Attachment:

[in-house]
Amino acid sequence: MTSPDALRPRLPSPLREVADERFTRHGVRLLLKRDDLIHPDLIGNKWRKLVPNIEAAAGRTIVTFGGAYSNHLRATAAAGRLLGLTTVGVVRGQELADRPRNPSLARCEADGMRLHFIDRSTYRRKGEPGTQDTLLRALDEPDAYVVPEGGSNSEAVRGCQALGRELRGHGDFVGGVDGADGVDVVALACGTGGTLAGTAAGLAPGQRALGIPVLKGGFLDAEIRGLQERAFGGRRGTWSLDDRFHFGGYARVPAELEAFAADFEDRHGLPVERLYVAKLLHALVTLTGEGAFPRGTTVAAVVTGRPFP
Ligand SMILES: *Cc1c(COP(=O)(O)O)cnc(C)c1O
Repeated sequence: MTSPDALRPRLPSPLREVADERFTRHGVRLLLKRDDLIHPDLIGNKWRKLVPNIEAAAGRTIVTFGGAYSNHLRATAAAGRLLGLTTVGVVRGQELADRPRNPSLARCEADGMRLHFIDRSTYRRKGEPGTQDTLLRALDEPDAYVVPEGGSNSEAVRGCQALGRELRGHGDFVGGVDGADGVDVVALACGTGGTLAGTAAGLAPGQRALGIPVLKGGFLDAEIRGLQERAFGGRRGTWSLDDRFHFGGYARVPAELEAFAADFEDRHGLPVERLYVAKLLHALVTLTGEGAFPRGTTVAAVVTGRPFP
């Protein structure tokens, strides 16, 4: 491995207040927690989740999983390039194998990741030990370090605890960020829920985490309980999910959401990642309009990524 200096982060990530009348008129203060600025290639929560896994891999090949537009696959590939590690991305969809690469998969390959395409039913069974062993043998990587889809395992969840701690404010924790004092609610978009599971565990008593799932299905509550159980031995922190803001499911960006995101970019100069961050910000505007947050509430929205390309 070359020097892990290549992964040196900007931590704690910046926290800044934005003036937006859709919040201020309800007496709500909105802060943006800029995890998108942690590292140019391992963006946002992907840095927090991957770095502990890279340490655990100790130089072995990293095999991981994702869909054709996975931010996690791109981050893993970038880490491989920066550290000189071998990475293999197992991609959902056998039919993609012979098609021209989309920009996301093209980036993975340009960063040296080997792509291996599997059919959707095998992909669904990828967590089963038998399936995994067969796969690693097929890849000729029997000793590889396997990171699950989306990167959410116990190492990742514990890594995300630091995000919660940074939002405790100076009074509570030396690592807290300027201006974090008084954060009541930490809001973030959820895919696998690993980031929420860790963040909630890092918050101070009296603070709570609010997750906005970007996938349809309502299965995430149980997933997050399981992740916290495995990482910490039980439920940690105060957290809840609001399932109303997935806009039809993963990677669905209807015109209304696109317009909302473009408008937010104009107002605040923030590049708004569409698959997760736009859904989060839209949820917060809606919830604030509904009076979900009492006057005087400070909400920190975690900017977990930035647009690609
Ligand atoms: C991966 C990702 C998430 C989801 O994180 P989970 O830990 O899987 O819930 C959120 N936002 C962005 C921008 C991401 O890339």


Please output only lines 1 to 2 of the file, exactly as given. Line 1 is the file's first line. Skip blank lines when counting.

[in-house]
Amino acid sequence: MTSPDALRPRLPSPLREVADERFTRHGVRLLLKRDDLIHPDLIGNKWRKLVPNIEAAAGRTIVTFGGAYSNHLRATAAAGRLLGLTTVGVVRGQELADRPRNPSLARCEADGMRLHFIDRSTYRRKGEPGTQDTLLRALDEPDAYVVPEGGSNSEAVRGCQALGRELRGHGDFVGGVDGADGVDVVALACGTGGTLAGTAAGLAPGQRALGIPVLKGGFLDAEIRGLQERAFGGRRGTWSLDDRFHFGGYARVPAELEAFAADFEDRHGLPVERLYVAKLLHALVTLTGEGAFPRGTTVAAVVTGRPFP